Ireland’s Ulster Bank announced this week that Baltimore Technologies (London: BLM), a provider of e-commerce and enterprise security solutions, will be tapped to guarantee the confidentiality and integrity of Internet transactions for its new online banking service.
Anytime Internet banking service will implement Baltimore Technologies’ UniCERT, a Certificate Authority (CA) product that, according to the company, “issues and manages digital certificates for a wide range of applications, including e-mail, browsers and virtual private networks.” Additionally, Ulster Bank will be using J/CRYPTO and PKI-Plus cryptographic toolkits to secure its e-commerce applications.
Secure e-Banking “Anytime”
“The Anytime service will offer our customers an efficient, cost effective channel for conducting everyday banking transactions,” stated John McNally, Chief Executive at Ulster Bank Retail. “The security features of ‘Anytime’ banking will ensure that no one can tamper with customer transactions and that no one can forge their identity to access their account, building confidence and trust in the service.”
Working with both the bank’s small and medium business clients as well as its personal customers, the Anytime service will enable users to make payments, transfer funds and receive information services securely from their PCs.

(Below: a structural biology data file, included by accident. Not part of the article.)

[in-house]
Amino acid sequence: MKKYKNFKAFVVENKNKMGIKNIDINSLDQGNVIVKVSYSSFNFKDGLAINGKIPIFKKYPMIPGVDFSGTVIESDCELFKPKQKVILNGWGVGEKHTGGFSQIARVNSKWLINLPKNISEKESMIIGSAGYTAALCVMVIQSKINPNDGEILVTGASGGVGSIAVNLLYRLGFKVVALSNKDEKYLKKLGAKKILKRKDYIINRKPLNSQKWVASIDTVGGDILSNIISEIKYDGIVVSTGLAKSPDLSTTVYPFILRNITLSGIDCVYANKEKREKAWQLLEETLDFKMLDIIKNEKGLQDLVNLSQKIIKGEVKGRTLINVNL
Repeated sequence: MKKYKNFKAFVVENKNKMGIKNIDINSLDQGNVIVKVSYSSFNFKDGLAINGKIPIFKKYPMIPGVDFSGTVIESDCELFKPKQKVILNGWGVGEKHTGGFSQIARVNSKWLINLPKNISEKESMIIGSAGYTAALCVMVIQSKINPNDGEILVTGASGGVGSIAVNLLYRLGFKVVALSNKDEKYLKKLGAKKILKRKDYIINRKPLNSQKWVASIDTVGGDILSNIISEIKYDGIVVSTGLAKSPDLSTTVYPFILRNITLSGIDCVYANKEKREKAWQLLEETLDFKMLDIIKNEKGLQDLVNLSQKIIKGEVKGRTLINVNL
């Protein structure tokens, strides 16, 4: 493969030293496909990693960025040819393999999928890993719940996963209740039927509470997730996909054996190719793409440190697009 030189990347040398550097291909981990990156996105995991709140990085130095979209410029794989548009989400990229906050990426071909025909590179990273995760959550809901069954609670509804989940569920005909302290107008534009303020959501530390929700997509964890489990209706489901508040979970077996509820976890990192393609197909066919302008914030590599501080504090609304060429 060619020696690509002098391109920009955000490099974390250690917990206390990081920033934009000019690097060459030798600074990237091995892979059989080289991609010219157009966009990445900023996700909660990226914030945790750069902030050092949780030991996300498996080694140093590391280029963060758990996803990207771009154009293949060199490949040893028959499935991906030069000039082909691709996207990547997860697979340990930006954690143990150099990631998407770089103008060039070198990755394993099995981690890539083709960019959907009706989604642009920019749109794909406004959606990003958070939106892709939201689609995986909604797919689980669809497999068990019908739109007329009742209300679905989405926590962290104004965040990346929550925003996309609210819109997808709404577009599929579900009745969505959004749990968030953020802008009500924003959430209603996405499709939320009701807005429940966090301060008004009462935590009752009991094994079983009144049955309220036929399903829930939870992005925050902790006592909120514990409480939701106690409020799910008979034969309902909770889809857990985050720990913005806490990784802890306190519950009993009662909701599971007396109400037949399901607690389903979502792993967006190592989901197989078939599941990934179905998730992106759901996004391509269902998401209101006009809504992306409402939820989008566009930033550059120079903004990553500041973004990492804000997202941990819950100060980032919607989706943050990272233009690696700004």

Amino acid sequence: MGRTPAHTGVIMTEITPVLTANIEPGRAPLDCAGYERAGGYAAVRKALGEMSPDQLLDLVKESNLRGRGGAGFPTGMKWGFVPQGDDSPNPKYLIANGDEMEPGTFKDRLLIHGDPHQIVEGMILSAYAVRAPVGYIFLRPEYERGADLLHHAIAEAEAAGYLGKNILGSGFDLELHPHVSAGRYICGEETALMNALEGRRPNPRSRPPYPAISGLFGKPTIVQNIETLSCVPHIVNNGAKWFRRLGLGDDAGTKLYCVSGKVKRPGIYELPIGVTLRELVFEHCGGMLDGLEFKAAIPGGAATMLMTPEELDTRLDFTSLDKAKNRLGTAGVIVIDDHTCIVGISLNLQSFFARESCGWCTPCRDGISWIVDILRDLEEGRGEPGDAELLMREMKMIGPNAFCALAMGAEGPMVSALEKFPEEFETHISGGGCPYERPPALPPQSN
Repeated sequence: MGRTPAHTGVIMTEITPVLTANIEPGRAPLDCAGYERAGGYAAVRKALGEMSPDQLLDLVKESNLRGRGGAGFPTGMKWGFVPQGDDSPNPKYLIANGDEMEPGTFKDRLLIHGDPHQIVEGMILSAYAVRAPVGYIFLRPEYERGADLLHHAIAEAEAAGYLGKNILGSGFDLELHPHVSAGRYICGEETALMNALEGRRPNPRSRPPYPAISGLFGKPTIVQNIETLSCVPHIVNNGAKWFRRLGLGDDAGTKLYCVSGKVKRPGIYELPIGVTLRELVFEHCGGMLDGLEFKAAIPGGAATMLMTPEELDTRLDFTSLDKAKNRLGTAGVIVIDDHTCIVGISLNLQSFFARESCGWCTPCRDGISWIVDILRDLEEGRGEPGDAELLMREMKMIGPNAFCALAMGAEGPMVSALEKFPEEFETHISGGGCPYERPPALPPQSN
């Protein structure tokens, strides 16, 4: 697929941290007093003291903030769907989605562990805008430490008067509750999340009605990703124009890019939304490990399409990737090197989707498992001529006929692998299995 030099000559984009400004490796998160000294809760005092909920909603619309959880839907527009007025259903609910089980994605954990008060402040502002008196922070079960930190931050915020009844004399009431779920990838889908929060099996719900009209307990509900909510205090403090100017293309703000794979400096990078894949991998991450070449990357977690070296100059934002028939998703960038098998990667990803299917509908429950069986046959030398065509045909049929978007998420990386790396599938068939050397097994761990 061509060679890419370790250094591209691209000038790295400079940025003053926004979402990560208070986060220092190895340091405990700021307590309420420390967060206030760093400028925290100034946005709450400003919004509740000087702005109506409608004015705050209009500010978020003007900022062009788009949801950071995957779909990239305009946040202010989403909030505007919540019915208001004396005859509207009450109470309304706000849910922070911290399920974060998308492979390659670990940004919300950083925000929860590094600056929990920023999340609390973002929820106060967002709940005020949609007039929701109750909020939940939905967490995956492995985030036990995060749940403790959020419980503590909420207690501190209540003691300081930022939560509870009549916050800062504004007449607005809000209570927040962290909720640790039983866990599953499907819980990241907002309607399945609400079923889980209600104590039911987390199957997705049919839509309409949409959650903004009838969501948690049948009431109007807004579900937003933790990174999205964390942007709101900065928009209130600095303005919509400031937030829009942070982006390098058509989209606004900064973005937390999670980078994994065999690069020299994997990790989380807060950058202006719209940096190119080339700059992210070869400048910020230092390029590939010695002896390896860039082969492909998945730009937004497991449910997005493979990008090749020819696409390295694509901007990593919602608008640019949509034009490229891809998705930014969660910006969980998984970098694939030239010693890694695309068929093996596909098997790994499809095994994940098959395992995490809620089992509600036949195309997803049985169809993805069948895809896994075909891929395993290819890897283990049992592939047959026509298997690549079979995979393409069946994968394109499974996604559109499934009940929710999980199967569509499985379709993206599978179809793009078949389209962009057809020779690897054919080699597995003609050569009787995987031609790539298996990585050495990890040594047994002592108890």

“Ulster Bank recognized the benefits of moving business online and realized that without a security infrastructure this would not be feasible,” commented Aidan Gallagher, Executive Vice President of Global Business Development at Baltimore Technologies. According to Ulster Bank, “ease and transparency of use for the end user and ease of deployment and integration with new and legacy systems” were its primary considerations in choosing security technology.
Give Me Cryptography
PKI (Public Key Infrastructure) is a central component of the package, which utilizes the power of cryptography. However, the technology has sparked controversy in Europe and the United Kingdom.
The US and other countries — including the UK — fear that encryption products will be used by criminals or international terrorists to thwart or evade law enforcement and intelligence efforts. Data scrambling technologies, however, are required for the security and integrity of e-commerce transactions.
A Baltimore Technologies company statement insisted that “the security provided by the underlying cryptography will ensure that confidential information is not disclosed and that an accurate, reliable record of transactions is maintained.”
Cryptography — derived from the Greek words “kryptos,” meaning hidden, and “graphia,” for writing — is a means to scramble data by utilizing mathematical algorithms. Encryption technology encompasses a wide spectrum of sophistication and possible uses.
“By embracing PKI technology such as Baltimore UniCERT to build a business-focused security infrastructure for ‘Anytime,’ Ulster Bank is enhancing its service delivery while optimizing its relationship with its customers,” added Gallagher.
Ulster Bank, which operates out of both Northern Ireland and the Republic of Ireland, maintains over 200 branch offices.